Price: Free (5GB) / $1.99-$6.99 per month (100GB-1TB)
Microsoft OneDrive is another decent photo backup app. It’s more useful as an all-around tool since you can store a bunch of different files. It also comes with an office suite if you get the premium versions. However, even as just a photo uploader, it’s still pretty good. It syncs your photos and that’s basically that. Our only advice is to make sure to turn sync off if you intend on deleting photos on your device because a lot of people didn’t and lost a lot of photos because of it. Other than that small glitch (that we hope Microsoft fixes sooner rather than later), it’s quite good, especially if you need office tools also.
More potentially helpful apps here:
Nextcloud is one of several decent self-hosted photo backup apps. Basically, instead of relying on some other company’s cloud storage, you host your own server on your computer and backup your photos that way. The benefit is you know exactly where you files are and you avoid monthly charges. When I tried these options, I actually used an external hard drive so I could disconnect and carry my photos with me wherever I went. Nextcloud is reasonably decent (but not without bugs) and it’s entirely free for personal use. Your storage limits are whatever your hard drive space is and you can expand it with external storage if you want to.
Price: Free / $59.99-$99.99
Resilio Sync is a lot like Nextcloud. It’s a self-hosted server app that works about the same way. You host the server on your computer and your photos back up to your own computer instead of a server in the cloud. The free version has some limitations, but you should still be able to backup your entire camera roll with it. The premium versions add some more features. Unfortunately, the premium versions are rather expensive but at least they’re single prices and not a subscription. In any case, it’s a solid option in the self-hosted space and competes favorably with Nextcloud. You can honestly go with either one.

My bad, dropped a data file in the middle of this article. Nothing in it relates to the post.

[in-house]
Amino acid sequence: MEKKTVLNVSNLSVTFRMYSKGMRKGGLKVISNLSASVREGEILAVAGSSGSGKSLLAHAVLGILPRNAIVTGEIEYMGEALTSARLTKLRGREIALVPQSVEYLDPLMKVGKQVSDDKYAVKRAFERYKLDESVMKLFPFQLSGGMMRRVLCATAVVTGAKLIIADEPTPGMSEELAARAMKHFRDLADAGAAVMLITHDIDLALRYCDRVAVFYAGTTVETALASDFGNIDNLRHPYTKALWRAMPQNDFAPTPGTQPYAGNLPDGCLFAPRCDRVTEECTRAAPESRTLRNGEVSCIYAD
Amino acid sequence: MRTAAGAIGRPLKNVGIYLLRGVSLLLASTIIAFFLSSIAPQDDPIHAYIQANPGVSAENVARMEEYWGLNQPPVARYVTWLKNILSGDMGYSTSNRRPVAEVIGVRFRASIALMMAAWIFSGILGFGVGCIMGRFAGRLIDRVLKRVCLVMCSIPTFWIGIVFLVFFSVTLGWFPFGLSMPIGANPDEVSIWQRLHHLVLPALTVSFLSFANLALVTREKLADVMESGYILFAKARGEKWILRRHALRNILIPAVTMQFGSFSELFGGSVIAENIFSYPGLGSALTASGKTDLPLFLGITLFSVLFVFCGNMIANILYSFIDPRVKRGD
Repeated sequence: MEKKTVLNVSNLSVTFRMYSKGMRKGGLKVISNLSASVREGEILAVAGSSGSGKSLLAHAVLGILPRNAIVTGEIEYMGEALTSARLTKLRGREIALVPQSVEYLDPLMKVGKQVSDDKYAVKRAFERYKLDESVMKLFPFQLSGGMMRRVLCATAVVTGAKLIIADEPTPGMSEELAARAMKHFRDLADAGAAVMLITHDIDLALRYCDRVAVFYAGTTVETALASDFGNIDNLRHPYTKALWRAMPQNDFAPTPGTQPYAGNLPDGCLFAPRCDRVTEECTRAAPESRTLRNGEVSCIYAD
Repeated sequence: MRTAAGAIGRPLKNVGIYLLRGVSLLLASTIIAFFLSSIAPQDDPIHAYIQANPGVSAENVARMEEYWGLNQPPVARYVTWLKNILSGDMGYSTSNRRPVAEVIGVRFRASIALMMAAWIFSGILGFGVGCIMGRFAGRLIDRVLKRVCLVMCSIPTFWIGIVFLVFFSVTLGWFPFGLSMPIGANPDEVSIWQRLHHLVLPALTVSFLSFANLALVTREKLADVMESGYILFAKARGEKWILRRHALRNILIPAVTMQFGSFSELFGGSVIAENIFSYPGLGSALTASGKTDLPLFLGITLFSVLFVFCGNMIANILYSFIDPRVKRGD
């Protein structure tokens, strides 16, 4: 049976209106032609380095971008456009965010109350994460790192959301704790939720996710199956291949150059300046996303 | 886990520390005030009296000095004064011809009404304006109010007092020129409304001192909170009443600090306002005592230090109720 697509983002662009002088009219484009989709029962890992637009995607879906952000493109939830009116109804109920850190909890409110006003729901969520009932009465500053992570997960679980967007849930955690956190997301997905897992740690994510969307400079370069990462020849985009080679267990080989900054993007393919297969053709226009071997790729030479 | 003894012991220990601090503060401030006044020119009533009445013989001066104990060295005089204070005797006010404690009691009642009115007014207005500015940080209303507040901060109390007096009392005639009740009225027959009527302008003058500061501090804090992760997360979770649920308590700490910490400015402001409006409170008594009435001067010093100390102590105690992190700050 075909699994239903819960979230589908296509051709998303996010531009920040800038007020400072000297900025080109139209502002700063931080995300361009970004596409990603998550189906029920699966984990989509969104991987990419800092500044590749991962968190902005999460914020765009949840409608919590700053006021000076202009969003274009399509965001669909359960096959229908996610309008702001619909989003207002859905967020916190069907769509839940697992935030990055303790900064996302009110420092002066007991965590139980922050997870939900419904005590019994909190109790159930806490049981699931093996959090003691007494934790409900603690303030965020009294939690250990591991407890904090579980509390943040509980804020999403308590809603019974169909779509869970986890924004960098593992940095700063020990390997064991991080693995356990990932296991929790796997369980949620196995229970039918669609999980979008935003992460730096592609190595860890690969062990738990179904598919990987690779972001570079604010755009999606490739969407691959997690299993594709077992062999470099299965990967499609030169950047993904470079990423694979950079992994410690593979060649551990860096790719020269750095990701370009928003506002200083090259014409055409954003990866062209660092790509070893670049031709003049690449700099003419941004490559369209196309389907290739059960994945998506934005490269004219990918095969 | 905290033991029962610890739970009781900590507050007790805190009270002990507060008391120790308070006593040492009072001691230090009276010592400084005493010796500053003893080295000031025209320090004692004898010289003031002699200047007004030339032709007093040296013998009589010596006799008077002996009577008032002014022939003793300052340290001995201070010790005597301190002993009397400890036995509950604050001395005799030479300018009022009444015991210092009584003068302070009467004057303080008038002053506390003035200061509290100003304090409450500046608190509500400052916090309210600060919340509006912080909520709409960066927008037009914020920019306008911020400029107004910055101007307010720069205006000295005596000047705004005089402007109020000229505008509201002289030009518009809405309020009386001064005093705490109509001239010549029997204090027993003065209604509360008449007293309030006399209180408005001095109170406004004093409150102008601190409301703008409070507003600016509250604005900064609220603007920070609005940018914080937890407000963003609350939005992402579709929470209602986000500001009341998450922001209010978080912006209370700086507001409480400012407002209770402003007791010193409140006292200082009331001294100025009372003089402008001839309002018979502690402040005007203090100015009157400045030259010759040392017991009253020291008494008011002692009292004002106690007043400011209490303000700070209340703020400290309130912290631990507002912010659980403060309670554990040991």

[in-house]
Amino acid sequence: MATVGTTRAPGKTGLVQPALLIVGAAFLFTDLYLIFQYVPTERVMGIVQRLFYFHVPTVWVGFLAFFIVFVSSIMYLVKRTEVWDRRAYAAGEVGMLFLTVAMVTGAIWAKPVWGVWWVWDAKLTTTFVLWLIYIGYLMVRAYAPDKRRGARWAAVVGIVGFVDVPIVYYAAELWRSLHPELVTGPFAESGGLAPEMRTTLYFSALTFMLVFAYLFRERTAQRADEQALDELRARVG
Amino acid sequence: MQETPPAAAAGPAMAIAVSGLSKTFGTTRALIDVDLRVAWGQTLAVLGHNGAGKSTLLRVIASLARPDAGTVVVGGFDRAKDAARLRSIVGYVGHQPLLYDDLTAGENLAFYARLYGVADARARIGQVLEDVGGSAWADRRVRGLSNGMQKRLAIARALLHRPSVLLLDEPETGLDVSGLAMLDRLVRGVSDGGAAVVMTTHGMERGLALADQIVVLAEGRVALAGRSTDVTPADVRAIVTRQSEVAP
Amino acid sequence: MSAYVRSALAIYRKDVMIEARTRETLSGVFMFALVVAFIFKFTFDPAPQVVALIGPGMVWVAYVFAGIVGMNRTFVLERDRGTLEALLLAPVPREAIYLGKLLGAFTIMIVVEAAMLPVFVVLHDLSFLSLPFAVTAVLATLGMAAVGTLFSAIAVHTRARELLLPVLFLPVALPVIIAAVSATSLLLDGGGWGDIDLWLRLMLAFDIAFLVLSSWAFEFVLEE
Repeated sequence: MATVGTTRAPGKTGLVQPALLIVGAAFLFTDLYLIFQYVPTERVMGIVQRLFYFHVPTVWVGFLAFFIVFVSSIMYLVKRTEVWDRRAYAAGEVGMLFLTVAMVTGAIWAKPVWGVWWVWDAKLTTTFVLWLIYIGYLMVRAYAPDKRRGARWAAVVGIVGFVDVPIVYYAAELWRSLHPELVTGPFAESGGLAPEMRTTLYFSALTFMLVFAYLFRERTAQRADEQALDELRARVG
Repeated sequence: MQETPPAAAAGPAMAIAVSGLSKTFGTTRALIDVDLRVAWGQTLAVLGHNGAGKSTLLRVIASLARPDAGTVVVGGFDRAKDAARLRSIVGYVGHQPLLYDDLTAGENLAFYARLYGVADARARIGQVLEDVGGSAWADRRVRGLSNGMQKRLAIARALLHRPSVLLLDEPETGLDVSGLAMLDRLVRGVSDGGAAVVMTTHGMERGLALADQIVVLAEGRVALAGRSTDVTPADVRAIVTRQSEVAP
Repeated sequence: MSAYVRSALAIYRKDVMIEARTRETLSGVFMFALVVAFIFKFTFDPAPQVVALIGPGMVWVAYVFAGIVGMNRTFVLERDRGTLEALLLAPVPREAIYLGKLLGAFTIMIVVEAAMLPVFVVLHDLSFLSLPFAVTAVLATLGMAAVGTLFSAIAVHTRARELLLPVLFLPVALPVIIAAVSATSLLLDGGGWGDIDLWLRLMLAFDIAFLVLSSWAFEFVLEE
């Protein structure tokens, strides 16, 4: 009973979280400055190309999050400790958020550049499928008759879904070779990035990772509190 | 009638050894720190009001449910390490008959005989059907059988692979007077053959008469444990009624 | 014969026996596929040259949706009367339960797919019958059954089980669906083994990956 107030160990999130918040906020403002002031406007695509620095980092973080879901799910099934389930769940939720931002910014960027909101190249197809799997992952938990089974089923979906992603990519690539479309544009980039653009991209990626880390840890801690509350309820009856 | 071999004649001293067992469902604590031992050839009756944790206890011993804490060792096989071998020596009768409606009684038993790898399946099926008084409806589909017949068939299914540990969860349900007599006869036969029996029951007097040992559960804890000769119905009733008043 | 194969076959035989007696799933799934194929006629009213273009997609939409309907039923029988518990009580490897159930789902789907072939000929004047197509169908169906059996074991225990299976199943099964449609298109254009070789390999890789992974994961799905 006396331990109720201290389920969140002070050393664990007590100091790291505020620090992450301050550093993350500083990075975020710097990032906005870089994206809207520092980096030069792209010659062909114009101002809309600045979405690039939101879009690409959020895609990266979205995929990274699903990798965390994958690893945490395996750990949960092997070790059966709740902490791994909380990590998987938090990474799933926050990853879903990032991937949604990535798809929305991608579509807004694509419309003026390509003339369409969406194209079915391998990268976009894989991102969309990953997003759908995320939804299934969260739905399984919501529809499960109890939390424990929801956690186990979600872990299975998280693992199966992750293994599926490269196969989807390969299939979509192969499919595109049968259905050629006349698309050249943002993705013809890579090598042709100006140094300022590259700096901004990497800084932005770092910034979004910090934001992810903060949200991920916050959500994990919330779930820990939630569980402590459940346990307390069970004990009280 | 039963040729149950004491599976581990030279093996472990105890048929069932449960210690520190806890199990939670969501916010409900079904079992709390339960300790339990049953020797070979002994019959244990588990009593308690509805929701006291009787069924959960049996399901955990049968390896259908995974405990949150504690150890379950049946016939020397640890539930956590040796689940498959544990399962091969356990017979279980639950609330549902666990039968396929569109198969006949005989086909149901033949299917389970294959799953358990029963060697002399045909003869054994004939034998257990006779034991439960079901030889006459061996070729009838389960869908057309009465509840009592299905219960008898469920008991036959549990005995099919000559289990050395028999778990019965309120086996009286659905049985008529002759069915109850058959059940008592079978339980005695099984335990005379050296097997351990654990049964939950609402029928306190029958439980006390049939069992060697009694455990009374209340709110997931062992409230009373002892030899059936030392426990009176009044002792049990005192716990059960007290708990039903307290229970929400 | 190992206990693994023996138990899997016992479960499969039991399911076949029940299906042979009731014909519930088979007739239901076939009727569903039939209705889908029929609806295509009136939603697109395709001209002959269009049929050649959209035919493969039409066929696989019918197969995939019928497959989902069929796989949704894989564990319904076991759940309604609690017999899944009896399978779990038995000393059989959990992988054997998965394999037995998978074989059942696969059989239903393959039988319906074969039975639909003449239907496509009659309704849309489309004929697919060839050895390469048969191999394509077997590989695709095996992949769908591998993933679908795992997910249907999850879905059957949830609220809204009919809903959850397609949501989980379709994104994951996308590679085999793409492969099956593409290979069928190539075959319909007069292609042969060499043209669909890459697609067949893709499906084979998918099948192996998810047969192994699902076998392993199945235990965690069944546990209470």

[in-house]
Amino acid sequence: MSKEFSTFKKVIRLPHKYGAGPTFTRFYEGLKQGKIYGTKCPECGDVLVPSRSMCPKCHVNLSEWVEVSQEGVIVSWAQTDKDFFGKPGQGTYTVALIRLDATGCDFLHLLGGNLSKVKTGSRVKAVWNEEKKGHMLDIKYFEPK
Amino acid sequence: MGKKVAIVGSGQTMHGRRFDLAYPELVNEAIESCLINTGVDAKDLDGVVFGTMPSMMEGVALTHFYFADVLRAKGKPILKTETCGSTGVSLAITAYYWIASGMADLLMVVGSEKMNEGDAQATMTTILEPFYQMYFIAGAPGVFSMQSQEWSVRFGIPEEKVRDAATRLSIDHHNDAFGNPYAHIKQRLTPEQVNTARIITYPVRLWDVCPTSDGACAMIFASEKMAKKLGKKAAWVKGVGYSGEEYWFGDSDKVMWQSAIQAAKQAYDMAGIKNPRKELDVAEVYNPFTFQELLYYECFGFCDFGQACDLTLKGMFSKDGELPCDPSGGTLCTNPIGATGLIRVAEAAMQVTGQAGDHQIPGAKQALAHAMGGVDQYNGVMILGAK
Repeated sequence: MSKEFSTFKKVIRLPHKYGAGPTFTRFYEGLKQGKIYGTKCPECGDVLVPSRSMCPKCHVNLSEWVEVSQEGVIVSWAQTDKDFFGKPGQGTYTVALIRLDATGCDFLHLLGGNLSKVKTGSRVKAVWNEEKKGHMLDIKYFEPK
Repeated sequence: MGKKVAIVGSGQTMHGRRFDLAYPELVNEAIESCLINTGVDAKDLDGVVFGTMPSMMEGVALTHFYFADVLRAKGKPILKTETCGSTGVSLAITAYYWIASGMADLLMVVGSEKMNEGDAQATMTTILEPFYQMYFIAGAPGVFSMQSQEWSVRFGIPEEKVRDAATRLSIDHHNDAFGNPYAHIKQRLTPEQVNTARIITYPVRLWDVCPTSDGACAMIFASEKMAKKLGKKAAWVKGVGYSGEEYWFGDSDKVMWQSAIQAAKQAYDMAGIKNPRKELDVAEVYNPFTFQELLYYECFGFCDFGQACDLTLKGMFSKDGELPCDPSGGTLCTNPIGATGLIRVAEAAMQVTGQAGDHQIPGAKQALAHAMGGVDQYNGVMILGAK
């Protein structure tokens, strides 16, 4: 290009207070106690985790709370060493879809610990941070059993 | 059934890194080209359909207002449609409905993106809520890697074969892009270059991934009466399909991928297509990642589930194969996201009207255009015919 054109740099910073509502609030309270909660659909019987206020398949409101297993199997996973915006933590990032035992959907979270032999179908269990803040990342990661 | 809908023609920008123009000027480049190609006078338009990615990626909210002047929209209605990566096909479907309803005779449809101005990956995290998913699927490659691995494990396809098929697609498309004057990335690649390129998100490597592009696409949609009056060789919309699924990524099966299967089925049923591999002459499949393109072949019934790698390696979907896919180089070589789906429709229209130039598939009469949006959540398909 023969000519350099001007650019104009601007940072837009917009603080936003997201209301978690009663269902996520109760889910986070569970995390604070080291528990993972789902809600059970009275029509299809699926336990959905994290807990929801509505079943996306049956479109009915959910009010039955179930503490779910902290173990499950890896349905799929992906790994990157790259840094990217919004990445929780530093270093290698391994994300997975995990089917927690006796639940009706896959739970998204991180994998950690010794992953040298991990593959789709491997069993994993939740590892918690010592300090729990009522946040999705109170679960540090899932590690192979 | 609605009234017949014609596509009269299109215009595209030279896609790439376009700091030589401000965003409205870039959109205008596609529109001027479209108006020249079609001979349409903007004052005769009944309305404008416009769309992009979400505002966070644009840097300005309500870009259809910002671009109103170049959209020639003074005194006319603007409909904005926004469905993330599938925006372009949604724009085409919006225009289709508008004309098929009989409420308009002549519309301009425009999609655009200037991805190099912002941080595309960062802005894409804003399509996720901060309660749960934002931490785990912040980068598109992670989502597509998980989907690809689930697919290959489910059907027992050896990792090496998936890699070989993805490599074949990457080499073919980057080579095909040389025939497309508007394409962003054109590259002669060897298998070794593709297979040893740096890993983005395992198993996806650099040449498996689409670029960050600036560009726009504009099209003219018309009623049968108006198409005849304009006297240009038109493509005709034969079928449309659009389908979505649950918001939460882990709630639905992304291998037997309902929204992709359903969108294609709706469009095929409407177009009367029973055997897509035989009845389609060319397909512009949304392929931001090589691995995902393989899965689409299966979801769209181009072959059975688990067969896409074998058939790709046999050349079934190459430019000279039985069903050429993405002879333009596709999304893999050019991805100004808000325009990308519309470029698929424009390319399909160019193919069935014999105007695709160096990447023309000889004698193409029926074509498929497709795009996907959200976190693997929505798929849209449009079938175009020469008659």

SmugMug or Flickr
Price: Free trial / $7+ per month (unlimited photo storage)
SmugMug isn’t the biggest name on this list, but it is a known name among many photographers out there. It offers one of the best deals on storage where you pay $7 per month and get unlimited photo storage at full resolution. There are more expensive options that add features, but they all include the unlimited storage part. The downside is SmugMug only works with photos so don’t expect to back up your music collection here. Fortunately, the app is pretty decent. It includes an auto-upload feature, the ability to share your photos, offline viewing, Chromecast support, and you can bookmark your favorite photos for easy reference later. SmugMug also owns Flickr (Google Play link), which offers a very similar unlimited storage option for $7 per month. You can honestly go with the one you like more since it’s basically the same service.